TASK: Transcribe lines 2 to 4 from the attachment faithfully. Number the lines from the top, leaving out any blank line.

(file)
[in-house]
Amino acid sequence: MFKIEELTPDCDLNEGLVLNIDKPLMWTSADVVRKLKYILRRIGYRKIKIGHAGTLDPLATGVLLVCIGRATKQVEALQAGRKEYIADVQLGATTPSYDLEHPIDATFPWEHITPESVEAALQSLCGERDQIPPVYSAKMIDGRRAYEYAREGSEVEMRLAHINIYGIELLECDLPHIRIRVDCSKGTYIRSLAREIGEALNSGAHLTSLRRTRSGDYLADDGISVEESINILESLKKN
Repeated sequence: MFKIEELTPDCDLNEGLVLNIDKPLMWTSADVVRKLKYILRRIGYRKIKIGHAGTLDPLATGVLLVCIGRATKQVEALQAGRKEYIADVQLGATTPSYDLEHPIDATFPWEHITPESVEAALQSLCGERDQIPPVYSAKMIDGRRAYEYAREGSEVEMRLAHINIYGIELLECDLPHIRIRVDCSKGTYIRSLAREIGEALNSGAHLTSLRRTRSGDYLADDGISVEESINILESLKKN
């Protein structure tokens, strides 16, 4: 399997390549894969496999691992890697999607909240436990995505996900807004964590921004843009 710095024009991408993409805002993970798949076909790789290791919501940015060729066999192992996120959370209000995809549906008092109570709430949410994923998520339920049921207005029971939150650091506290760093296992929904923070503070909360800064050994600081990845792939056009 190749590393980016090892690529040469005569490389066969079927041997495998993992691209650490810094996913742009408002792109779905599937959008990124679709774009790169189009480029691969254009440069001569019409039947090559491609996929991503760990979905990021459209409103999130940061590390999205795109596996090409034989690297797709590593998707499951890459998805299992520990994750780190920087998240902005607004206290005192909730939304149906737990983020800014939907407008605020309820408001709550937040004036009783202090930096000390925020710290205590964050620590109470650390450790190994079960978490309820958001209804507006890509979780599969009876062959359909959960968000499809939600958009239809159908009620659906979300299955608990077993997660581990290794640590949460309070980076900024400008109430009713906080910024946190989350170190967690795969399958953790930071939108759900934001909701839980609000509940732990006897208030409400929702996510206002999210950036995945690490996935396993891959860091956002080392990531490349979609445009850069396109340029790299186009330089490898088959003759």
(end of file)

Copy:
Amino acid sequence: MFKIEELTPDCDLNEGLVLNIDKPLMWTSADVVRKLKYILRRIGYRKIKIGHAGTLDPLATGVLLVCIGRATKQVEALQAGRKEYIADVQLGATTPSYDLEHPIDATFPWEHITPESVEAALQSLCGERDQIPPVYSAKMIDGRRAYEYAREGSEVEMRLAHINIYGIELLECDLPHIRIRVDCSKGTYIRSLAREIGEALNSGAHLTSLRRTRSGDYLADDGISVEESINILESLKKN
Repeated sequence: MFKIEELTPDCDLNEGLVLNIDKPLMWTSADVVRKLKYILRRIGYRKIKIGHAGTLDPLATGVLLVCIGRATKQVEALQAGRKEYIADVQLGATTPSYDLEHPIDATFPWEHITPESVEAALQSLCGERDQIPPVYSAKMIDGRRAYEYAREGSEVEMRLAHINIYGIELLECDLPHIRIRVDCSKGTYIRSLAREIGEALNSGAHLTSLRRTRSGDYLADDGISVEESINILESLKKN
């Protein structure tokens, strides 16, 4: 399997390549894969496999691992890697999607909240436990995505996900807004964590921004843009 710095024009991408993409805002993970798949076909790789290791919501940015060729066999192992996120959370209000995809549906008092109570709430949410994923998520339920049921207005029971939150650091506290760093296992929904923070503070909360800064050994600081990845792939056009 190749590393980016090892690529040469005569490389066969079927041997495998993992691209650490810094996913742009408002792109779905599937959008990124679709774009790169189009480029691969254009440069001569019409039947090559491609996929991503760990979905990021459209409103999130940061590390999205795109596996090409034989690297797709590593998707499951890459998805299992520990994750780190920087998240902005607004206290005192909730939304149906737990983020800014939907407008605020309820408001709550937040004036009783202090930096000390925020710290205590964050620590109470650390450790190994079960978490309820958001209804507006890509979780599969009876062959359909959960968000499809939600958009239809159908009620659906979300299955608990077993997660581990290794640590949460309070980076900024400008109430009713906080910024946190989350170190967690795969399958953790930071939108759900934001909701839980609000509940732990006897208030409400929702996510206002999210950036995945690490996935396993891959860091956002080392990531490349979609445009850069396109340029790299186009330089490898088959003759």